Positive Vibes for AI in India

In 2022, for the first time, researchers from India contributed to the development of large language and multimodal models.
India Catapults the AI Mission
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Stanford University recently released its annual Artificial intelligence Index report. The report aims to present information regarding AI, enabling leaders to make significant strides in promoting AI in a responsible and ethical manner. It further revealed that following respondents from China, those from Saudi Arabia (76%) and India (71%) felt the most positive about AI products. 

One of the key takeaways from the report was that a large proportion of GitHub AI projects were contributed by software developers in India—to be precise, 24.2%.

This aligns with what the Microsoft Chief said in January during the company’s Future Ready Leadership Summit. Satya Nadella said that apart from being the second-largest economy for startups, India also happens to be the second-largest contributor to the developer ecosystem.

“On GitHub, which is sort of a place to see what’s happening with developers worldwide, India is now the second-biggest contributor of the developer ecosystem,” he said.

The annual AI Index featured India in 2023, further recognising the increasingly important role that the nation plays in the AI ecosystem currently.

More Adopters, Less Innovators 

Even though it claims to have achieved great heights in technology adoption, India lags far behind when it comes to innovation. According to the U.S. Chamber International IP Index, India was ranked 40 amongst 53 nations on the Global Intellectual Property Index. ​​‘Patents’ act as markers of the constant innovation taking place in a nation.

It is notable that India spends only 0.7% of its GDP on R&D while the US spends 2.8%, China invests 2.1%, Israel channels 4.3% and Korea spends 4.2% of its GDP in R&D. These numbers are a good indicator of why India lacks innovation when compared to others.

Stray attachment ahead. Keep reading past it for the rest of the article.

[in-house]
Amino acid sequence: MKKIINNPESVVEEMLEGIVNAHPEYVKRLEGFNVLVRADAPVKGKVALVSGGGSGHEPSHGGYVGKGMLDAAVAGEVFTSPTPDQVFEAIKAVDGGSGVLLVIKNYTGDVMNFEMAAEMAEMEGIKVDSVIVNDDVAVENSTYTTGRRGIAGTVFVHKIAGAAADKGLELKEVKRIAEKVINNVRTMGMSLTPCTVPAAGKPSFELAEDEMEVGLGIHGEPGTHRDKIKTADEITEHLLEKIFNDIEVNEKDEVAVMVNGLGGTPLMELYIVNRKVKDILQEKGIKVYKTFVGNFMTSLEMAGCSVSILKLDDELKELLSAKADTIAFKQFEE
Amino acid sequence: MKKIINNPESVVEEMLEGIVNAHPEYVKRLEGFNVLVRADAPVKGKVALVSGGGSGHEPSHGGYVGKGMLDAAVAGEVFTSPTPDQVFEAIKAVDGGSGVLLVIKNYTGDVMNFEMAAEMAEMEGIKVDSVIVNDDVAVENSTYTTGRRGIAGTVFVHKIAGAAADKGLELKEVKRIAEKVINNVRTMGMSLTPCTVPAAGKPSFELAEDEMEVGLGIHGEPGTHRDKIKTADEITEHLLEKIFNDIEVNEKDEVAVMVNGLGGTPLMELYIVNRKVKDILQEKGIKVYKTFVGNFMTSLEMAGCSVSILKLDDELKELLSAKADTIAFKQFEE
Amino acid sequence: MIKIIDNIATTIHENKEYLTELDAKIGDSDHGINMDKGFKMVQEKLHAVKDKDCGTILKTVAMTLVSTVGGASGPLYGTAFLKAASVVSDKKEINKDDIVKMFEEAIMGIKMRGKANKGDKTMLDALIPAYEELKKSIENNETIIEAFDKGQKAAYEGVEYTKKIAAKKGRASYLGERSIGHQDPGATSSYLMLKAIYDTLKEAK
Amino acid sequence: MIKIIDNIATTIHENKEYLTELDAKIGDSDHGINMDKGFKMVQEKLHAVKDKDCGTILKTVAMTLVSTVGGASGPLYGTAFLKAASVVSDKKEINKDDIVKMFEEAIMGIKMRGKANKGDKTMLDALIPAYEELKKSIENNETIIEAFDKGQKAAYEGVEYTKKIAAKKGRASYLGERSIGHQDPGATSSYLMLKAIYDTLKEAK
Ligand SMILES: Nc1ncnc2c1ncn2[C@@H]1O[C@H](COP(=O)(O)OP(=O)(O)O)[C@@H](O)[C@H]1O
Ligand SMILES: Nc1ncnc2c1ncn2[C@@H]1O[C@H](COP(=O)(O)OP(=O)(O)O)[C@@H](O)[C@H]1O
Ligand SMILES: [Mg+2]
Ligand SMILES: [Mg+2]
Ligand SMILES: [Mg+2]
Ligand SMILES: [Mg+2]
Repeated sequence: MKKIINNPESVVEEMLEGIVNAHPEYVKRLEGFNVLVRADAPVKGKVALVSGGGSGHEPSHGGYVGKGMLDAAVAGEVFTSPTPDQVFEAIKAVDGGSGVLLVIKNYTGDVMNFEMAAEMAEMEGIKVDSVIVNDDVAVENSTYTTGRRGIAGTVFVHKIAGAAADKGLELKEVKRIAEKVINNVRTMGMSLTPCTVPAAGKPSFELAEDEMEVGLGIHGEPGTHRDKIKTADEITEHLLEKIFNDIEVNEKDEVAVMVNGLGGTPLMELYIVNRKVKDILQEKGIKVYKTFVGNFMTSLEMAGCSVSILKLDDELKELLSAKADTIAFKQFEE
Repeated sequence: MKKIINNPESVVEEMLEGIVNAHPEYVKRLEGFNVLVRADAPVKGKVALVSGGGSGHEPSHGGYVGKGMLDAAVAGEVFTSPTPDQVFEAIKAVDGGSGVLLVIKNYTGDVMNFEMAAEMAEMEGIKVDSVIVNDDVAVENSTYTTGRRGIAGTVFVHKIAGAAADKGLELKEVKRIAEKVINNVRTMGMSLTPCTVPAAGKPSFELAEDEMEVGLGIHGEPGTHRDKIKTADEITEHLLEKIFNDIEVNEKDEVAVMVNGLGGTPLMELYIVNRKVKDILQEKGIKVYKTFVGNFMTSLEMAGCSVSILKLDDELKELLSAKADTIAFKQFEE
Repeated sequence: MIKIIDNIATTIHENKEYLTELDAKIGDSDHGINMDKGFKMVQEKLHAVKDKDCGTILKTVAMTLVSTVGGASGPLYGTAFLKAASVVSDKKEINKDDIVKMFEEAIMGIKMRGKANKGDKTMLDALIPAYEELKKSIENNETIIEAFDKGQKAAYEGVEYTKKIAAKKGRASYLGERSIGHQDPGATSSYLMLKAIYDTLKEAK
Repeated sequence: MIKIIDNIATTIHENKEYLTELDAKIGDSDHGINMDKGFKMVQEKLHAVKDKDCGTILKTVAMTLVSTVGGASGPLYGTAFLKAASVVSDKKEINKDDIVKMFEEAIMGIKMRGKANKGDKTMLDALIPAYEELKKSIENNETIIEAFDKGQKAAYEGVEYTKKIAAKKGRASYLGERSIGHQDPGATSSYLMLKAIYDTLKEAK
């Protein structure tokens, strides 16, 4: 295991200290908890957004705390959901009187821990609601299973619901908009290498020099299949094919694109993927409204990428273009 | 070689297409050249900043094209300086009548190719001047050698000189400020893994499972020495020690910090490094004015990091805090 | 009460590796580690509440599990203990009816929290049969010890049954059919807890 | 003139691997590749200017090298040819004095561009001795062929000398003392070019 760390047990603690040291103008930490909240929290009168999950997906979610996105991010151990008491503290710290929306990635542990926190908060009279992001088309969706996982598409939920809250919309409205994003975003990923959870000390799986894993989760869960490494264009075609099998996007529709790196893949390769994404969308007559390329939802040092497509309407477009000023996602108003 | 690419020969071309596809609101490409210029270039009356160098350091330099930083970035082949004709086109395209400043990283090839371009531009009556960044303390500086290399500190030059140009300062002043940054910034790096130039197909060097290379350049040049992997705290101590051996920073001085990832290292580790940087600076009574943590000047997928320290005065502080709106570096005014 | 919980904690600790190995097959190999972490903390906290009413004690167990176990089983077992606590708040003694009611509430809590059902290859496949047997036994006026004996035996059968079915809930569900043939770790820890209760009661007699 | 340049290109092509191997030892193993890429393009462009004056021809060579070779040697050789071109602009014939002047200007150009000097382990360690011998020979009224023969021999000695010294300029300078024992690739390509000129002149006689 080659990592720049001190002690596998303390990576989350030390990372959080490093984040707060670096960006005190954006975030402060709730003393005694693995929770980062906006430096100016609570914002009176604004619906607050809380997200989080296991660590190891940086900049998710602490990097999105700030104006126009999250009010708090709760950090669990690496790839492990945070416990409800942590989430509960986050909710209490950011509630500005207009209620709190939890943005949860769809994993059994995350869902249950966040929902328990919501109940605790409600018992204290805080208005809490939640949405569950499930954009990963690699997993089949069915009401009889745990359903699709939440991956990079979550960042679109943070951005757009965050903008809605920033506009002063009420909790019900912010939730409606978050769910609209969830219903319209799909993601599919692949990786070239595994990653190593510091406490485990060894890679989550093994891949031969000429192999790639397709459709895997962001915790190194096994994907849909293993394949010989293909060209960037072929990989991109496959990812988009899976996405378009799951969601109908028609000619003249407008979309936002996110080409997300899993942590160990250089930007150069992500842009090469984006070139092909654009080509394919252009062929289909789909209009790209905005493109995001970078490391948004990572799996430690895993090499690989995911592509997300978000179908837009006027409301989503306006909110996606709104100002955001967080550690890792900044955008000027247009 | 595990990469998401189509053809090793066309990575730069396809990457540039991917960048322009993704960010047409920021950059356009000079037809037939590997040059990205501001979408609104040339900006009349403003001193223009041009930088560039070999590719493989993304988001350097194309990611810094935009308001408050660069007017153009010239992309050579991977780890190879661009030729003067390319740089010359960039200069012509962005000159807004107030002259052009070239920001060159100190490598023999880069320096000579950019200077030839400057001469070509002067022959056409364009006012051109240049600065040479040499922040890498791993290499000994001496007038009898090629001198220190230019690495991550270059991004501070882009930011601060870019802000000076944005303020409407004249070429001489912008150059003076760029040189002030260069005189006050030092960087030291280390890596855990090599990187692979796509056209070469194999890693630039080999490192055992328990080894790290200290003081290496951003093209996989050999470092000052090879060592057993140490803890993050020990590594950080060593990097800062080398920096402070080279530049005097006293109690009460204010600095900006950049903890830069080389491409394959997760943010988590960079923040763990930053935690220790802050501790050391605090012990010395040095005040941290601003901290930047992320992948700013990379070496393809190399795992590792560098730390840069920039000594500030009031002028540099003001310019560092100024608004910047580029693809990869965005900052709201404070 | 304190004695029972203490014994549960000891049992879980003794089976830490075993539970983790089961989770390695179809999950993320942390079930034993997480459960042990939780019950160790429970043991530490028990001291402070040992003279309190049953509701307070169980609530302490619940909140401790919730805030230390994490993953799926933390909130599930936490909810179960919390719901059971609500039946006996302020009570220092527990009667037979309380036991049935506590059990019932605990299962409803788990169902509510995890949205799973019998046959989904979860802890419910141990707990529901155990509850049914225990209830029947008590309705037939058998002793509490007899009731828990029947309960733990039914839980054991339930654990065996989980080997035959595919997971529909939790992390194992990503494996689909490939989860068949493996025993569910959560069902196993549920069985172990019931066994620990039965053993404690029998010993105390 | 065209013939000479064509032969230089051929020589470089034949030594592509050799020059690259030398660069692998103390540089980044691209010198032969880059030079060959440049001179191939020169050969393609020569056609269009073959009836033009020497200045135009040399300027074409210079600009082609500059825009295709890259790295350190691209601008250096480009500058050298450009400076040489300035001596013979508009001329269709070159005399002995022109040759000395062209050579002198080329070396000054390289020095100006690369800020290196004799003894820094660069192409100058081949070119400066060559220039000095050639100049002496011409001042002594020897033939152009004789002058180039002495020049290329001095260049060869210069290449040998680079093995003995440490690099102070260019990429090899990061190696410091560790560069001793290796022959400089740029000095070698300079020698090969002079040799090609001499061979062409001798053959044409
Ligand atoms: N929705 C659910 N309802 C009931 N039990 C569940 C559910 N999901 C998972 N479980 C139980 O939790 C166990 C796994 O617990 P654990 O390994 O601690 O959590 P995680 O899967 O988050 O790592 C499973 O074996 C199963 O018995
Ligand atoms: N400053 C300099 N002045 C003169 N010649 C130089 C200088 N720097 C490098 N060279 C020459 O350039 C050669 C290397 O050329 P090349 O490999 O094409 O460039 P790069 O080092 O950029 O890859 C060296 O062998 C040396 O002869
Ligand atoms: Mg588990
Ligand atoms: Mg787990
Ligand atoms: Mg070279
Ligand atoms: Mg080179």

The Stanford report further mentioned that researchers from Canada, Germany, and India contributed to the development of large language and multimodal models for the first time in 2022. A change in the trend is evident and we are likely to see more AI companies working on LLMs and generative AI.  

Plenty Talent, Marginal Contribution 

Satya Nadella, during his visit to India, was also asked about the innovation happening in India to which he suggested that it has the ‘human capital and it is already doing innovative things’. 

He said, “In terms of AI reports or AI projects, India is number one, and that’s pretty huge. If the next big age is going to be AI, the human capital is already here and doing innovative things and they’re not doing it in isolation. They’re doing it in the context of making a financial services product, doing better risk assessment, better insurance, or energy transition and that’s fantastic to see.”

The report also suggested that the share of Indian AI journal publications has been steadily increasing—from 1.3% in 2010 to 5.6% in 2021. However, China has remained the leader throughout with 39.8% in 2021 while East Asia and Pacific contribute more than 50% of journal publications, region wise.

Apart from this, India, US and Germany were also the three countries or regions with the highest AI skill penetration rates.

The AI skill penetration rate is a metric created by LinkedIn to determine the prevalence of various AI-related skills across employment. LinkedIn reweighs the frequencies of self-added skills by LinkedIn users in a certain field from 2015 to 2022 using a statistical model in order to create the top 50 representative abilities for that particular occupation.

The nation has also seen an overhaul when it comes to AI curricula, as the government has implemented it across Indian middle and high schools curriculum. In gist, there are inevitable challenges but India’s contribution to the AI community is being recognised; if we don’t become complacent, India can be one of the top voices in the field.

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Shyam Nandan Upadhyay
Shyam is a tech journalist with expertise in policy and politics, and exhibits a fervent interest in scrutinising the convergence of AI and analytics in society. In his leisure time, he indulges in anime binges and mountain hikes.

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